A rare “sex manual” from 1720 revealing the most bizarre beliefs of Georgian England has been unearthed and could fetch hundreds of pounds at auction.
The 300-year-old book offers a fascinating insight into attitudes towards sex at a time in Britain when witches were still burnt at the stake.
They include weird tips to help women avoid giving birth to children “with a hairy lip, wry mouth or great blubber-lips”.
It also advises men to eat meat, blackbirds and sparrows to “make the seed abound” before engaging in “conjugal embraces to invigorate mutual desires”.
Meanwhile, women – who are portrayed as being prone to sexual indulgence – wanting a boy should lie on their right hand side after sex, or on their left for a girl.
It also talks of man being “the wonder of the world, to whom all things are subordinate” and his seed should be seen as a “divine gift abundantly endued with vital spirit”.
The “secrets of sex manual”, which was banned until the 1960s due to its shocking content, was discovered recently after being handed in to an auction house.
The book – Aristotle's Masterpiece Completed In Two Parts, The First Containing the Secrets of Generation – will go under the hammer next month in Etwall, Derbyshire.
Jim Spencer, books and manuscripts valuer at Hanson's Auctioneers, said:
The first edition of this book was published in 1684 and it was as good as banned until the 1960s.
There were several reasons for that.
For example, it includes woodcut illustrations of 'monsters' that 'are begot by Women's unnatural lying with Beasts' – an example being a woman 'generating with a dog'.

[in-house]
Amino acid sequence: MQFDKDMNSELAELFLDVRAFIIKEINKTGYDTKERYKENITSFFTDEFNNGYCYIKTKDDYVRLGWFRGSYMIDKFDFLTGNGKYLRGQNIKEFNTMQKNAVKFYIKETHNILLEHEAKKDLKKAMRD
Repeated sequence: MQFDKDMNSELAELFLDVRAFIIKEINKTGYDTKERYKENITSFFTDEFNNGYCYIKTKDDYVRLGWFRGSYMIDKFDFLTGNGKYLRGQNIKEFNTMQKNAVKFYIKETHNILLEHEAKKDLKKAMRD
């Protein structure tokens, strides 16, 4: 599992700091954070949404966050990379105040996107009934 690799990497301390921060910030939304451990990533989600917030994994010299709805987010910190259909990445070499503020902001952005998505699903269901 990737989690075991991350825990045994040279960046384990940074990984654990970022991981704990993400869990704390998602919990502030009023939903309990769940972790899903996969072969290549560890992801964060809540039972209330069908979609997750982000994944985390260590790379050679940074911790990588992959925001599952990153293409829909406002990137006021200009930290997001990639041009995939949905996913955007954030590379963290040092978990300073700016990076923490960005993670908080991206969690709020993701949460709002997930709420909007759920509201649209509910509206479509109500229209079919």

There are several illustrations of beast-like creatures including a man sporting a bushy dog's tail and a monster being born in Ravenna, Italy, in 1512.
This is blamed on 'filthy and corrupt affection'. But you have to bear in mind that this book was written when people were still being burnt for witchcraft in Georgian England.
The steamy tome's title page
The book even claims parents' imaginations produce a child's features, and includes an illustration of a 'maid all hairy and an infant that was born black by the imagination of the parents'.
In fact, if women cast their eyes on ill-shaped bodies, 'the force of imagination' could produce a child with 'a hairy lip, wry mouth or great blubber-lips'.
Instead, during sex woman were urged to 'earnestly look upon the man and fix her mind upon him.' Then 'the child will resemble its father'.
A century after women first won the right to vote in the UK, this book takes us back to very different times.
It talks of man being 'the wonder of the world, to whom all things are subordinate'.
Meanwhile women are painted as being prone to sexual indulgence.
The archaic manual, which is laced with elements of religion, witchcraft, old wives' tales and astrology, does also include traces of romance in time for Valentine's Day.
Without doubt, the uniting of hearts in holy wedlock is of all conditions the happiest, for then a man has a second self to whom he can unravel his thoughts as well as a sweet companion in his labour.
It also offers “A Word of Advice to both Sexes in the Act of Copulation”.
The book reads:
I do advise, before they begin their conjugal embraces to invigorate their mutual desires and make their flames burn with a fiercer ardour by those endearing ways that love can better teach than I can write.
And when they have done what nature can require, a man must have a care he does not part too soon from the embraces of his wife.
The inclinations of maids in marriage is to be known by many symptoms for when they arrive to puberty (which is about the 14th or 15th year of their age) then their natural purgations begin to flow, and the blood which is no longer taken to augment their bodies abounding, fires up their minds to venery (sexual indulgence).
External causes may also incite 'em to it; for the spirits being brisk and inflamed when they arrive at this age, if they eat hard, fat things and spices, the body becomes more and more heated; whereby the desire to veneral embraces is very great.
It even touches on pregnant women's 'greedy longings for things that are contrary to nutriments' such as “coals, rubbish, chalk, hob-nails, leather, man's flesh and horse flesh”.
The book, which has an estimate of between £80 and £120, will be sold on 27 March.